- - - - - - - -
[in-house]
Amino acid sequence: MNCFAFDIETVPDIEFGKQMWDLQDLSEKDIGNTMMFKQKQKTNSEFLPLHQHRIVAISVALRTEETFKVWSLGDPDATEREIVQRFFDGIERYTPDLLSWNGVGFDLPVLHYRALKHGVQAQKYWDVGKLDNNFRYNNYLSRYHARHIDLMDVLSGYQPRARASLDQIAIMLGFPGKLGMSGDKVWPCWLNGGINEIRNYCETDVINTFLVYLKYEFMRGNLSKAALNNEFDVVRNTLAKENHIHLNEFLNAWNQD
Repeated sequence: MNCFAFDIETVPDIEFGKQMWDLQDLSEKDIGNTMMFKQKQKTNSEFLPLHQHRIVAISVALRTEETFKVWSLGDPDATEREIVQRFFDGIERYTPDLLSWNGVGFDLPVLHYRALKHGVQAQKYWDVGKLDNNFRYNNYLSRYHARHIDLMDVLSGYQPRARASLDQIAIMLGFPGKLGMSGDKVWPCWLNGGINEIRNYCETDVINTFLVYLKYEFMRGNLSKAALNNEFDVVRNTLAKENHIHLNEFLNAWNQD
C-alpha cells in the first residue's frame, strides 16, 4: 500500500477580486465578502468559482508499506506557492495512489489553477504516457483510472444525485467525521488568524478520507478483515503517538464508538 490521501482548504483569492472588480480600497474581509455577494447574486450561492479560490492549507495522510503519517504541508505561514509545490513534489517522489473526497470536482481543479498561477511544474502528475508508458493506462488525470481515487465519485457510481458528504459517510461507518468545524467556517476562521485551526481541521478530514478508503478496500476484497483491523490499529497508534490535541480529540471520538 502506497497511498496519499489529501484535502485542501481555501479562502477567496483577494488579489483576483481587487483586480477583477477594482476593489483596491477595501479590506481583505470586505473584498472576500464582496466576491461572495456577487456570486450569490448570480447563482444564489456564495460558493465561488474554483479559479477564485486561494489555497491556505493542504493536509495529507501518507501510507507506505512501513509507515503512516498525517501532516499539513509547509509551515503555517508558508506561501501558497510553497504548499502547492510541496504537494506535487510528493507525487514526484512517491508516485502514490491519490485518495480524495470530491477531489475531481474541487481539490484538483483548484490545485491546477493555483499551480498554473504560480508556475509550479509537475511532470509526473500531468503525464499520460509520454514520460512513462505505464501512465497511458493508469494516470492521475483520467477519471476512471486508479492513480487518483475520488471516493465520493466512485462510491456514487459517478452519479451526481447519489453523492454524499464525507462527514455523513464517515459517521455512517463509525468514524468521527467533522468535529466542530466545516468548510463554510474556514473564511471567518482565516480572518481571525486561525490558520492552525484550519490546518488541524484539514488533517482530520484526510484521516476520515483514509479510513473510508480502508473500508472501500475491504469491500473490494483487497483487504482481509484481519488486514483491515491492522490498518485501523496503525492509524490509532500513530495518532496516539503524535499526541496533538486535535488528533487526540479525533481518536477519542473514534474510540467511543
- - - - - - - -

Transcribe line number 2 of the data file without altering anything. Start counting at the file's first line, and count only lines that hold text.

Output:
Amino acid sequence: MNCFAFDIETVPDIEFGKQMWDLQDLSEKDIGNTMMFKQKQKTNSEFLPLHQHRIVAISVALRTEETFKVWSLGDPDATEREIVQRFFDGIERYTPDLLSWNGVGFDLPVLHYRALKHGVQAQKYWDVGKLDNNFRYNNYLSRYHARHIDLMDVLSGYQPRARASLDQIAIMLGFPGKLGMSGDKVWPCWLNGGINEIRNYCETDVINTFLVYLKYEFMRGNLSKAALNNEFDVVRNTLAKENHIHLNEFLNAWNQD